A question-driven approach to reading papers: Example One

This is an example to accompany the course “How To Read An Academic Paper: A 21st Century Superpower”.

I recently summarised the paper “Artificial Intelligence to Detect Papilledema from Ocular Fundus Photographs” and shared it on ExplainThisPaper.com here.

Before reading the paper, I came up with as many questions as possible that the paper prompted - which I later answered.

Looking at the title, I asked myself:

  • what precisely is papilledema? I know it’s something to do with swelling in the eye, but where precisely is the swelling? what are the common causes? can this algorithm detect all the causes? if not, how might you distinguish between different causes?
  • they say ‘artificial intelligence’, but what kind of algorithm did they use? how did it work?
  • what are ocular fundus photographs? (which part of the eye if the fundus, again?) how commonly are these performed.

Then, I skimmed the abstract, and came up with the following:

  • They mention 19 sites and 11 countries… that’s a lot - what places are covered? how many data points from each location? any info on the partnerships that enabled this?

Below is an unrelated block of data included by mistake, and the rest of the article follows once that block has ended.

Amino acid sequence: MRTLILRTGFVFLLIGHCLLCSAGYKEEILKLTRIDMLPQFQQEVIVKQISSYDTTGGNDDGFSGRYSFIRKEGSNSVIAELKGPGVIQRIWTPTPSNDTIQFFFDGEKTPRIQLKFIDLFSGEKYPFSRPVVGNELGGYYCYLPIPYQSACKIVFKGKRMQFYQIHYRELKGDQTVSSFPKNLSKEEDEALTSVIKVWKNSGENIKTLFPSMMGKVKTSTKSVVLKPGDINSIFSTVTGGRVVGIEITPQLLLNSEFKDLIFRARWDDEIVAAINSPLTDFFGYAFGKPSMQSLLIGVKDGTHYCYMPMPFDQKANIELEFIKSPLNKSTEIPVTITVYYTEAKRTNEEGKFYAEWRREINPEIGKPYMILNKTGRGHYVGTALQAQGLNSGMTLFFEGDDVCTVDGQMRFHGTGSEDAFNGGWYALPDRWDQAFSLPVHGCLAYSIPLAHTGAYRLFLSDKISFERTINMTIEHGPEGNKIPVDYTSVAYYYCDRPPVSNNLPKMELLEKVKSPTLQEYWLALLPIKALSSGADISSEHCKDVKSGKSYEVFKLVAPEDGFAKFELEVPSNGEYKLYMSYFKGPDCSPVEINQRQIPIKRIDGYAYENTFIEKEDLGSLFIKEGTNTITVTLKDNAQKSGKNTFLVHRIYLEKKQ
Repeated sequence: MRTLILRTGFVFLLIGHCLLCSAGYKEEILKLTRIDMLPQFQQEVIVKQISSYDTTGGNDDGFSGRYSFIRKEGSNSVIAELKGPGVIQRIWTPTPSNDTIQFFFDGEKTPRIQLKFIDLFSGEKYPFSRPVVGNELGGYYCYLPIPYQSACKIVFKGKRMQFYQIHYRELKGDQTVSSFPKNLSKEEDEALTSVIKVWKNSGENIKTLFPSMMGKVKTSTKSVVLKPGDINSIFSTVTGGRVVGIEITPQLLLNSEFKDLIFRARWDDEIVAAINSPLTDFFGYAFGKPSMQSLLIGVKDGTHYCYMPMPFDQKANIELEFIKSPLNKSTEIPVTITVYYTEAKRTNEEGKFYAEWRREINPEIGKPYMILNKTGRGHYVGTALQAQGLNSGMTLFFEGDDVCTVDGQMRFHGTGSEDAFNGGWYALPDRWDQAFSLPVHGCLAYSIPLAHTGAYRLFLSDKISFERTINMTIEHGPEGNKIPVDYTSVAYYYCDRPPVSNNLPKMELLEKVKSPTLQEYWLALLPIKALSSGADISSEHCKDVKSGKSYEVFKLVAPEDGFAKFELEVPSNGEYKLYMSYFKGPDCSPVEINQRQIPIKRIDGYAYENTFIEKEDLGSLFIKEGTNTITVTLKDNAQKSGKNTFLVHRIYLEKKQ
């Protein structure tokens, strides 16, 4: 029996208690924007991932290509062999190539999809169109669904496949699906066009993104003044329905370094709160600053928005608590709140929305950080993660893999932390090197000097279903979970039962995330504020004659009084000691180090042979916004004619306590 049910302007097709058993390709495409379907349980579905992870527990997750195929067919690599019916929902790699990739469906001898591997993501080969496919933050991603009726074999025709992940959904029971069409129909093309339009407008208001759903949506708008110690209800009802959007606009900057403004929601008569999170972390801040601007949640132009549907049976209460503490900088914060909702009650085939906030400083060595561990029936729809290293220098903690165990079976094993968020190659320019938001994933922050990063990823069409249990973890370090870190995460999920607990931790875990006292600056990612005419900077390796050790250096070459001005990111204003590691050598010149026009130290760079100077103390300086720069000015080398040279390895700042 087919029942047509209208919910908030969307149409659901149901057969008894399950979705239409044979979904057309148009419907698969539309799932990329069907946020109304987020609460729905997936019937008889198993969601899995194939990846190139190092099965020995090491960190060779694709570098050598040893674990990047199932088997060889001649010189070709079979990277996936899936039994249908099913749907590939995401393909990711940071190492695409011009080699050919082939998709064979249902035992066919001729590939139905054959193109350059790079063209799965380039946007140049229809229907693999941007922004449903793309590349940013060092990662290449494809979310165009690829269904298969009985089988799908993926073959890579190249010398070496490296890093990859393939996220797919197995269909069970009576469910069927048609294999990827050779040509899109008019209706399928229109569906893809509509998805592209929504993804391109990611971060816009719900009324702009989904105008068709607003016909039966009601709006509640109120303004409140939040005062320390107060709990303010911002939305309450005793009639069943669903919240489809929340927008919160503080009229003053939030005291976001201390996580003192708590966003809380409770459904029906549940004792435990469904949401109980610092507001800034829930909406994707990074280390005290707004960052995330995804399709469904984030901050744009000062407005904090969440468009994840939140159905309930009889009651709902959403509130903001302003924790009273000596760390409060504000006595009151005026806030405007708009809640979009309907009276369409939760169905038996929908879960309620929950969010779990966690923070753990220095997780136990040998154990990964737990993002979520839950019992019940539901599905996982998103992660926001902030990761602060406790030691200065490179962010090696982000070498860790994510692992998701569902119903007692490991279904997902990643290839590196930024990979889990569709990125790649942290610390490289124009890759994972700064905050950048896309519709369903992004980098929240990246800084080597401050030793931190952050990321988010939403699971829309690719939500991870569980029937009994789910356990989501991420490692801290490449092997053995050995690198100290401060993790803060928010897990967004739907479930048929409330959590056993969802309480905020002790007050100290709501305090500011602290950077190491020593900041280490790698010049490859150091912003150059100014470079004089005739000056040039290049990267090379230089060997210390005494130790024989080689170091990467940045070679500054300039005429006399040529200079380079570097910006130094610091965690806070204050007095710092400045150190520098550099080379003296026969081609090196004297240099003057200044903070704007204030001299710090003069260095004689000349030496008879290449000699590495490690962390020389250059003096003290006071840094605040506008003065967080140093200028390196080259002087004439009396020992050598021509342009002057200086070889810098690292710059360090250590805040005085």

• the AUC scores look good - how are the other performance metrics? what is the model not good at?
  • where would this fit into the clinical pathway? (when would the scans be performed?)

And finally, skimmed the full paper, which prompted the following:

  • They used a U-Net and a DenseNet.. what are those and how do they work again?
  • They used one-versus-rest strategy… what implications does that have for the reported results?
  • They mention an imbalance of class distributions… did they do anything to mitigate effects of this?
  • “negative predictive values were high, but positive predictive values varied based on prevalence” - to think through this mentally, and make sure I understand the significance of what they’re saying